A collector of early Southwest American images, our contributor has a hunch this flea market find, a leather bound sketchbook, might outline significant US history.
The date in the sketchbook is 1852 and includes drawings of what look like Southwest landscapes. There are topographical notes and botanical notes, lists of supplies and references to a J.R. Bartlett.
Could that be the John Russell Bartlett who the US Government hired as an early surveyor of the Southwest? Was this sketchbook related to the first US-Mexican border survey?
This investigation takes History Detectives to the fiercely disputed borderlands of the Southwest and to a Bartlett historian who has travelled miles of Bartlett’s original trail. Finally, an art historian advances our journey to its colorful conclusion.
Artwork of the Southwest
- Also in Expansion: 1801-1861 Long Expedition Is this the site of the one of the most significant expeditions in the United States?
- Also with Eduardo Pagán Nazi Spy Toys Did a Nazi spy buy these toy soldiers?
- Also in Expansion: 1801-1861 Mankato Spoon What does this delicate silver spoon have to do with the largest mass execution in American history?
- Also in Expansion: 1801-1861 Koranic School Book Why does this 200 year old schoolbook contain two translated passages from the Koran?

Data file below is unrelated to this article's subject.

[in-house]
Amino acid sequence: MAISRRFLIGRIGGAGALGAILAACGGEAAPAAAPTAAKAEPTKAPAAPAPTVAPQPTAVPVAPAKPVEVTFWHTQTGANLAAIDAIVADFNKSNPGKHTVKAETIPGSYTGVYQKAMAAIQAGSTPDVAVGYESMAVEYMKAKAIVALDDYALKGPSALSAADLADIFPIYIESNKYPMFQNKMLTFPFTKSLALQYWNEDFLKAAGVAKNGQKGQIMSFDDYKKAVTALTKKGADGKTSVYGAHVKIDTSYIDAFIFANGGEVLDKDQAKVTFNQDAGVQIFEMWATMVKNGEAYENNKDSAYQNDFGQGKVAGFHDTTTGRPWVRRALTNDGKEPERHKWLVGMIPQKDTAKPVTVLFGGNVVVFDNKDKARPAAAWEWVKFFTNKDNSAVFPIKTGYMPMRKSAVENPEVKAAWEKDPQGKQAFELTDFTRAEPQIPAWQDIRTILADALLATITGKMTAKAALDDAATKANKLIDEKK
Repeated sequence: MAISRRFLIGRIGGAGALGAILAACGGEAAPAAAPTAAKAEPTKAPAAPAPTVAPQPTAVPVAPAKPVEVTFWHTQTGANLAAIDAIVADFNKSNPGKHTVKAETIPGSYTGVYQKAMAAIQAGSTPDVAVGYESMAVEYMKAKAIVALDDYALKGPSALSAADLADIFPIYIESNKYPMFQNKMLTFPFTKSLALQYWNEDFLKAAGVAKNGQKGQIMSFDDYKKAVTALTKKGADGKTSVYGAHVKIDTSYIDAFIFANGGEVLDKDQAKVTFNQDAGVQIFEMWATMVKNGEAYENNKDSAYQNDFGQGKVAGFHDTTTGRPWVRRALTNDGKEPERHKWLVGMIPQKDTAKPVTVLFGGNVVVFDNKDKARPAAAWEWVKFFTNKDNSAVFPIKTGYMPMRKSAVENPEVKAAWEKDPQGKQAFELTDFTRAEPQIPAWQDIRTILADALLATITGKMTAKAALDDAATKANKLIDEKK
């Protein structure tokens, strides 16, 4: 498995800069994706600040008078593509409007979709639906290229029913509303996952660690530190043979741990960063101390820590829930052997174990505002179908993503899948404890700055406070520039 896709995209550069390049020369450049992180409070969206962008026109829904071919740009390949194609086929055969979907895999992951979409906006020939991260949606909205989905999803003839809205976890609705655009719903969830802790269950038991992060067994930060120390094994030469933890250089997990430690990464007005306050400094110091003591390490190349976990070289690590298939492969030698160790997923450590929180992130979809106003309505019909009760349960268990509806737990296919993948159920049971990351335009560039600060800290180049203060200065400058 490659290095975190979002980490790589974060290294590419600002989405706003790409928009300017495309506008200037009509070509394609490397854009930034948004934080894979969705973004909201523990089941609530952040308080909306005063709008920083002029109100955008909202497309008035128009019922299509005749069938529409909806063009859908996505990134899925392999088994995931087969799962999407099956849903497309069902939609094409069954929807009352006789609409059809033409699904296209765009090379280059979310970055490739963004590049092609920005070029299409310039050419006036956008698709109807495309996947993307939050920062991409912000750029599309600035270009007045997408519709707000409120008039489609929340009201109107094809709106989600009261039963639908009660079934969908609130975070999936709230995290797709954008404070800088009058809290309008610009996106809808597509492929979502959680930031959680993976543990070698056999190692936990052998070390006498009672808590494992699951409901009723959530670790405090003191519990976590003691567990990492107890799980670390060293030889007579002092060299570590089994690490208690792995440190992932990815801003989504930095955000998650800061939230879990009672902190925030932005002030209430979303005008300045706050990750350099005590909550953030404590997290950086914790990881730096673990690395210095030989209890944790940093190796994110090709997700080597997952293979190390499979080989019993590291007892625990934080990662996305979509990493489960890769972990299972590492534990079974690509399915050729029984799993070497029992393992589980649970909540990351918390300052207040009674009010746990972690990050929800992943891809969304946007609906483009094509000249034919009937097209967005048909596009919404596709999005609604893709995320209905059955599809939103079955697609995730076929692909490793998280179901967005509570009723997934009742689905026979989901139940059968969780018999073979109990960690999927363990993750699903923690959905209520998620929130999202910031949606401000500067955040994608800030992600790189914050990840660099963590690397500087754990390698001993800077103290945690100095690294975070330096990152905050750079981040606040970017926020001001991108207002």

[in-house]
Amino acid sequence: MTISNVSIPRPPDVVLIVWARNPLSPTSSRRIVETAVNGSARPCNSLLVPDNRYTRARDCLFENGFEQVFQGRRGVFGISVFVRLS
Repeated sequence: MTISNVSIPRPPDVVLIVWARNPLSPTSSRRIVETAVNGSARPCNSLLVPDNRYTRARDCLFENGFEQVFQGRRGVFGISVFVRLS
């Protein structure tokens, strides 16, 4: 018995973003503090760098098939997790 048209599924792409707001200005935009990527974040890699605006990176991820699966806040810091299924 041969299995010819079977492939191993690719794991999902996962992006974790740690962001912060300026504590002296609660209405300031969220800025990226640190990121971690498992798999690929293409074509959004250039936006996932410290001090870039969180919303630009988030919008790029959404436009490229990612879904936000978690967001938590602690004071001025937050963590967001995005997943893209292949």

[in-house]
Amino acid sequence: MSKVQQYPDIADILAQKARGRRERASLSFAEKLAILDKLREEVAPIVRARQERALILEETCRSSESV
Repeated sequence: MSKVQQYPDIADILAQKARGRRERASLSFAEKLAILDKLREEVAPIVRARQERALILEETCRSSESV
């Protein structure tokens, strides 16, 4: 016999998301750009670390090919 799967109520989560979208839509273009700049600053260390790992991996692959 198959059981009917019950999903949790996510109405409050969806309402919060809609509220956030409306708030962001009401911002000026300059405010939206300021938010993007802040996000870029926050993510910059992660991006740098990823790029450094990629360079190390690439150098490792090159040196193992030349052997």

- Also with Eduardo Pagán Korean War Letter What does this letter reveal about a forgotten act of heroism during the final days of the Korean War?
- Also in Season 8 Face Jug What does this ceramic face reveal about the Middle Passage and a captive people’s search for identity?
This is a place for opinions, comments, questions and discussion; a place where viewers of History Detectives can express their points of view and connect with others who value history. We ask that posters be polite and respectful of all opinions. History Detectives reserves the right to delete comments that don’t conform to this conduct. We will not respond to every post, but will do our best to answer specific questions, or address an error.